2. Lockheed Martin Aeronautics Co. (Marietta) - 6,200 jobs
3. Coca-Cola Co., The (Atlanta) - 5,000 jobs
4. Mohawk Industries, Inc., Aladdin Div. (Dalton) - 3,255 jobs
5. Georgia-Pacific, LLC (Atlanta) – 3,200 jobs

About this data:

MNI’s extensive manufacturing data powers IndustryNet, an industrial marketplace that connects buyers with suppliers. MNI’s team of more than 80 researchers scours hundreds of sources on-and-offline to zero in on every manufacturer in the U.S. Each manufacturer is contacted multiple times annually to ensure its information remains up-to-date and complete.industrynetGEAR

IndustryNet® lists every U.S. manufacturer plus thousands of wholesalers & distributors and industrial service providers, and allows users to search and source more than ten thousand types of products, parts, supplies, and services for free.. To connect with industrial suppliers in Georgia and across the U.S. start your free search on IndustryNet. Or, to access detailed profiles of Georgia’s 9,200 manufacturers and their 30,000 executives, learn more about MNI’s IndustrySelect database subscription.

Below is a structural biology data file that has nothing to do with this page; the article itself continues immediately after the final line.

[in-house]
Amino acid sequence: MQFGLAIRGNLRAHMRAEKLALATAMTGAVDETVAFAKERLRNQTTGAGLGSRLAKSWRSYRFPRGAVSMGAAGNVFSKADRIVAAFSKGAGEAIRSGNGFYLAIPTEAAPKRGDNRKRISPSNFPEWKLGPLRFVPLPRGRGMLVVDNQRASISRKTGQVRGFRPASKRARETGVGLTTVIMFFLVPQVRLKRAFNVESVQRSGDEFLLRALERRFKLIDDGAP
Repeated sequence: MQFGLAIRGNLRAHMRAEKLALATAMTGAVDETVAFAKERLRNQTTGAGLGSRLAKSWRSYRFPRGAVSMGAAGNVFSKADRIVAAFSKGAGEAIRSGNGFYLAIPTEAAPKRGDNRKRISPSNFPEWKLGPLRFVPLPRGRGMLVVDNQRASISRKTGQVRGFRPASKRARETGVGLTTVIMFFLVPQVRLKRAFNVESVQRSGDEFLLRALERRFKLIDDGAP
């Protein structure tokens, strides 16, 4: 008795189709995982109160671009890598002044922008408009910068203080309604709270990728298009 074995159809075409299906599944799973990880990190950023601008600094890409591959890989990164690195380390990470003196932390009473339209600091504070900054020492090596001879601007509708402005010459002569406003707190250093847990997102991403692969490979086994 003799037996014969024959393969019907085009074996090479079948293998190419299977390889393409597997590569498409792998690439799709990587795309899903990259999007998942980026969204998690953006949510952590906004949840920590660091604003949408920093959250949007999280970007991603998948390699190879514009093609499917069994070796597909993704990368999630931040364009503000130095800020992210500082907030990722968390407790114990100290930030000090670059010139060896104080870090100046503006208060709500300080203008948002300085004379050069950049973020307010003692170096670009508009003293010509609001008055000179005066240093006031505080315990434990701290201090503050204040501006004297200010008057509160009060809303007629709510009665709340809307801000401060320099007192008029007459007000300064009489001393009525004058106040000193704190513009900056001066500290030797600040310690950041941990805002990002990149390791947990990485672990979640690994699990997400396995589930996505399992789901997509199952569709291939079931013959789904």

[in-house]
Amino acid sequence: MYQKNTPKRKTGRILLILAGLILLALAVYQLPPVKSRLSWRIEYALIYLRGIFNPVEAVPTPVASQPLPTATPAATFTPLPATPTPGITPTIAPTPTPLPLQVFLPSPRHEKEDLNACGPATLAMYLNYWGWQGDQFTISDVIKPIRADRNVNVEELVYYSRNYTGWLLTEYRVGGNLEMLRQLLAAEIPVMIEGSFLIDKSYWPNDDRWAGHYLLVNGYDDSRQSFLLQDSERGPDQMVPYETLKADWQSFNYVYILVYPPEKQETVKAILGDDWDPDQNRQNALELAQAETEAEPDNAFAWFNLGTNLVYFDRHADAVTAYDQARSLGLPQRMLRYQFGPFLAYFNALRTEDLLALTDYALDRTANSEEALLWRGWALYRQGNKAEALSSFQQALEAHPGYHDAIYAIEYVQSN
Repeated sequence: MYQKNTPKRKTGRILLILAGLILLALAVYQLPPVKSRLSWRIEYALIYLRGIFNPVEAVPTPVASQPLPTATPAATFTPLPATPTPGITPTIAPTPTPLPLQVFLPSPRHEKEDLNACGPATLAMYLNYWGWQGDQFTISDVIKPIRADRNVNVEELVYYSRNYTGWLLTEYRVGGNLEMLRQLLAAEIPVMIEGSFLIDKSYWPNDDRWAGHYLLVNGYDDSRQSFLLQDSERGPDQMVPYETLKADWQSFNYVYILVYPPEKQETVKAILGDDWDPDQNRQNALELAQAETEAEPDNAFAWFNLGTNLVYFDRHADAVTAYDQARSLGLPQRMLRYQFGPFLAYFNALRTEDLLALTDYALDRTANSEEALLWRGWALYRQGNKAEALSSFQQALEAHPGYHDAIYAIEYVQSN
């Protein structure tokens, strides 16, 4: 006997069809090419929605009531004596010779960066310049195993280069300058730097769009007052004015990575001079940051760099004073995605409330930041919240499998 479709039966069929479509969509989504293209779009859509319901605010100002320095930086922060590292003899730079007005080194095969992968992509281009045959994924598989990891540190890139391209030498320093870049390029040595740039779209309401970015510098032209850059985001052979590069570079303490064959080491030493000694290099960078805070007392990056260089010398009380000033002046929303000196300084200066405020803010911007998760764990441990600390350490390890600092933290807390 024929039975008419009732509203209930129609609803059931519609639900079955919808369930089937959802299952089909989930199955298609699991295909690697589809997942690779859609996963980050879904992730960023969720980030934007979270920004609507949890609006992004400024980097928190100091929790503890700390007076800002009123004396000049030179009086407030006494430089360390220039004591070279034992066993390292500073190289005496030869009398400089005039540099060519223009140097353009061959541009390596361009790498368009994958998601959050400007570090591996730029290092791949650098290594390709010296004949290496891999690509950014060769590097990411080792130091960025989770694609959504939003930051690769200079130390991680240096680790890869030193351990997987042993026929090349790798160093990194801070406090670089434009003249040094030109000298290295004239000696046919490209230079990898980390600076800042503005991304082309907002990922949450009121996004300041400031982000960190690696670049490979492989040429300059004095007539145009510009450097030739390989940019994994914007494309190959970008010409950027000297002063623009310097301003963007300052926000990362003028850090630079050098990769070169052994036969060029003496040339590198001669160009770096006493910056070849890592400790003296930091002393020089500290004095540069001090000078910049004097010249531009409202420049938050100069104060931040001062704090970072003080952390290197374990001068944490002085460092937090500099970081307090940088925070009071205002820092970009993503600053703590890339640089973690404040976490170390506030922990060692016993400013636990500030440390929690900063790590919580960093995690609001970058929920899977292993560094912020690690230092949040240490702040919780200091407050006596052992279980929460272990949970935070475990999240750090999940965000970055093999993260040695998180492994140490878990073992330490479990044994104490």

A service of MNI
 Find a Supplier  About IndustryNet  
 Get Free Quotes  Buyer Reviews
 Expansion & Relocation Guide  Marketing Solutions
 IndustryNet Blog  Add or Upgrade Listing
 ISO Standards & Certifications  Link to IndustryNet
 Browse All Categories  Contact IndustryNet
 Browse All Companies  Legal Information
© 2019 MNI